Five financial terms to know before getting a loan
Whether you’re opening a new loan or renewing an existing one, there are a few financial terms that are important for you to know and understand so you can make informed borrowing decisions.
To help you be as informed as possible, we’ve put together a list of five financial terms that you should know before getting a loan.
Amortization is essentially the period of time over which you’ll pay off your debt (principal and interest). A mortgage is a great example of a loan with an amortization period. You borrow money to purchase a home, and agree to pay it off over a set period of time, typically 20 or 25 years, which is your amortization period. At the end of that time, your debt (and interest) will be paid off and you’ll own your house in full. The length of your amortization period is one of the factors that impacts how much your payments are.
2. Daily simple vs compound interest.
When you’re borrowing money you’ll be charged either daily simple interest, or compound interest. It’s important for you to understand the difference between the two because you could end up paying a lot more in interest if you don’t.
Daily simple interest. This is usually the type of interest charged on personal loans. Daily simple interest is calculated every day based on your outstanding balance. From the date of your last payment to the date of your next payment, interest builds. After your next payment, when your balance goes down, interest is calculated on the lower balance. With daily simple interest, interest is only charged on the amount you owe each day.
You can learn more about simple daily interest here.
Compound interest. With compound interest, you’re charged interest not only on the initial amount you take out, but also on the interest you’ve already been charged if it hasn’t been fully paid off. This is more common with revolving credit like a credit card.
You can learn more about compound interest here.
3. FICO (or credit) score.
FICO stands for Fair Isaac Corporation, a company who uses predictive technology to assign you a “score” based on your past credit history, and current debt-to-income ratio. The higher your score the more likely it is (to them) that you will pay your debts. It’s important to know and understand your FICO score, as it can have a big impact on your finances, from whether you’re able to borrow money to what your interest rates will be.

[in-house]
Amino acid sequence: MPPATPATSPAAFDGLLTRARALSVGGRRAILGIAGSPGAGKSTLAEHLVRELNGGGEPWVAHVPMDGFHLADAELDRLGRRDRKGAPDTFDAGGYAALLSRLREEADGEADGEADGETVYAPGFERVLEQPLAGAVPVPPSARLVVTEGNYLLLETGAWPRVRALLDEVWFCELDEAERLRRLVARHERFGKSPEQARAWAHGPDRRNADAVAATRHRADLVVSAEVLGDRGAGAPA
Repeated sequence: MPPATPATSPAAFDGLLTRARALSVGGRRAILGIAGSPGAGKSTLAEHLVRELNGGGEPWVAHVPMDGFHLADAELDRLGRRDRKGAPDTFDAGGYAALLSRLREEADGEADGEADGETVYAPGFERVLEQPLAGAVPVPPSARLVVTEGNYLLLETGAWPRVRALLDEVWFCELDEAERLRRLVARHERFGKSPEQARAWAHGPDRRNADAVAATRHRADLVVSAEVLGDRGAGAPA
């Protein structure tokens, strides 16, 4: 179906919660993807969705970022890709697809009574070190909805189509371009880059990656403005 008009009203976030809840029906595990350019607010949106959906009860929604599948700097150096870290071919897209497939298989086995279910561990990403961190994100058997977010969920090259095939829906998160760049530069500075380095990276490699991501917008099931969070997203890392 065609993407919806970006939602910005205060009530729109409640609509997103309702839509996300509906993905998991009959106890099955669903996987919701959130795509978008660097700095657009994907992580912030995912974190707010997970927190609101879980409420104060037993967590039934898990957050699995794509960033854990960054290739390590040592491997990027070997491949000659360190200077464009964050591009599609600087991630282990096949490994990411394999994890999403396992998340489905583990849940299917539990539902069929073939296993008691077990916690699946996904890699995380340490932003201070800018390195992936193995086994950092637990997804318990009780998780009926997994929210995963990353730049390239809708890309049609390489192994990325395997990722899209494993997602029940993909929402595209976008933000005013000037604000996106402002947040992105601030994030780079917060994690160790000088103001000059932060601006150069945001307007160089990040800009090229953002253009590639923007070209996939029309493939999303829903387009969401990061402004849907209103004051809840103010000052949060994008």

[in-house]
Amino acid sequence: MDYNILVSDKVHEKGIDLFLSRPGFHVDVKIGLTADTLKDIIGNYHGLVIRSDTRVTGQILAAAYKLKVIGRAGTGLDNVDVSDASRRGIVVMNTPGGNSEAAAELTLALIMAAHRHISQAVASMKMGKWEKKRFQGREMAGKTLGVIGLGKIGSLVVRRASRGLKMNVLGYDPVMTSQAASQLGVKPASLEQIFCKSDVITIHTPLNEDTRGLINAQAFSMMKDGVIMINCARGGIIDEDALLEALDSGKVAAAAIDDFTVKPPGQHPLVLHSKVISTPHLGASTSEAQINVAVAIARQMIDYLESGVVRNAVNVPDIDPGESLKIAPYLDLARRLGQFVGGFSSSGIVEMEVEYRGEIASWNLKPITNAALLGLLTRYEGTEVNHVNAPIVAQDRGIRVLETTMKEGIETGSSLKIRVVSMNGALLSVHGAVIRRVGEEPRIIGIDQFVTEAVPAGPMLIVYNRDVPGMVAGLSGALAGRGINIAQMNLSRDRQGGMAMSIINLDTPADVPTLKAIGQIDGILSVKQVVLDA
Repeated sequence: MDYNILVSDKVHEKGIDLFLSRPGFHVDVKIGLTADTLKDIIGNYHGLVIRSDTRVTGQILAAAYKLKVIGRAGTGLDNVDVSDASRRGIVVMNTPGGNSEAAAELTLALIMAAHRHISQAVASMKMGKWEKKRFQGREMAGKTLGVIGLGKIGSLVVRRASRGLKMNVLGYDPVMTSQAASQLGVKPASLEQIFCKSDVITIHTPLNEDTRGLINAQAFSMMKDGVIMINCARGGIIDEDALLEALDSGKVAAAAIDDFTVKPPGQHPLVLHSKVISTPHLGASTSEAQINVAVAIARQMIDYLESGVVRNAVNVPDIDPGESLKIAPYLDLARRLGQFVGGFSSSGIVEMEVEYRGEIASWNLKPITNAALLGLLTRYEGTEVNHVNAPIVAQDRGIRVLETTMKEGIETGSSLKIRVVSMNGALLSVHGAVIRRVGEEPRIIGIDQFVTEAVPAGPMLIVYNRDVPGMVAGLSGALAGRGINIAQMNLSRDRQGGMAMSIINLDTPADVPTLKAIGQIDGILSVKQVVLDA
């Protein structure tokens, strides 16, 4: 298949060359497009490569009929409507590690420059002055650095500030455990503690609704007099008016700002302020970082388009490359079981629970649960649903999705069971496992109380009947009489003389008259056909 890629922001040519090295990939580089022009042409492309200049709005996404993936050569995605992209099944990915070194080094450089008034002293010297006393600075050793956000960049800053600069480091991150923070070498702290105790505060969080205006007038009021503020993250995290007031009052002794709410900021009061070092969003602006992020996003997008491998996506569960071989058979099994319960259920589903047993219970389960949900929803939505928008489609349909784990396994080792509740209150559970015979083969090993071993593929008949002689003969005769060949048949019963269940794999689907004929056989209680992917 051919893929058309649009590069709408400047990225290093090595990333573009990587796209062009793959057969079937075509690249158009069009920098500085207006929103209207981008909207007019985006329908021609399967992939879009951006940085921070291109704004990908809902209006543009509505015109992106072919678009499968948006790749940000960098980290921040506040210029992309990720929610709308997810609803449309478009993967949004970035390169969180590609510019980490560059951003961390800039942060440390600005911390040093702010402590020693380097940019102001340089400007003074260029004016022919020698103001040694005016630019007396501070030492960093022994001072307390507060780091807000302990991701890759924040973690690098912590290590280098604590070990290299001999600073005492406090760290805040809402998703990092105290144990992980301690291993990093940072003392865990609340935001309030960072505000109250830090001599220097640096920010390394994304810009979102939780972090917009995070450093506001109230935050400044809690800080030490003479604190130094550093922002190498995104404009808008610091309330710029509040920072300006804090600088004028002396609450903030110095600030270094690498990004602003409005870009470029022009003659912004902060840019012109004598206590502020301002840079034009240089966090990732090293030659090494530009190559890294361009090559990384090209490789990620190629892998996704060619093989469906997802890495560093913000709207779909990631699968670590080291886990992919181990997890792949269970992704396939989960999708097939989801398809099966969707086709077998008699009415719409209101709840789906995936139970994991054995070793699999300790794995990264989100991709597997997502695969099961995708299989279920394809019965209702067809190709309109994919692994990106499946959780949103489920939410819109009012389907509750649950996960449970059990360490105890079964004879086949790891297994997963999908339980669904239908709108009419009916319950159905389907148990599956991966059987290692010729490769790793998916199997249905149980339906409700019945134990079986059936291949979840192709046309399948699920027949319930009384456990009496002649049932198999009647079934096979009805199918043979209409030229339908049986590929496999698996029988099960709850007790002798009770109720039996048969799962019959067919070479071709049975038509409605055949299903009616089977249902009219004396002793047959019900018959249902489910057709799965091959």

4. Bill or debt consolidation.
A bill consolidation loan is when you take multiple debts and combine them, then pay them all off. Essentially you take out a loan that will cover the cost of paying off all of your debts at once, then pay back the consolidation loan, which has a set interest rate and planned payments. Often times this will help you save on interest, and it can also have the advantage of making paying down debt easier (paying one company a set amount per month is less to juggle than paying multiple companies on different dates).
5. Unsecured vs Secured loan.
When taking out a loan, you can either take an unsecured loan or a secured loan.
An unsecured loan is one that is not backed by collateral (an asset, like a person’s house). This typically means the interest rates will be higher, and the amount you can borrow will be lower as banks or other lenders don’t have any collateral to help ensure payment.
A secured loan is one which is backed by collateral to ensure payment, typically a person’s house. Because you are using collateral you can usually get a lower interest rate, and take out a larger sum of money. However, if the loan isn’t paid, the bank or institution could ultimately take ownership of the collateral to pay off the debt owed.
You can learn more about the different types of loans here.
Now that you have a better idea of some of the most common financial terms you should know before getting a loan, you’ll be prepared to discuss your loan options and choose the right one for you.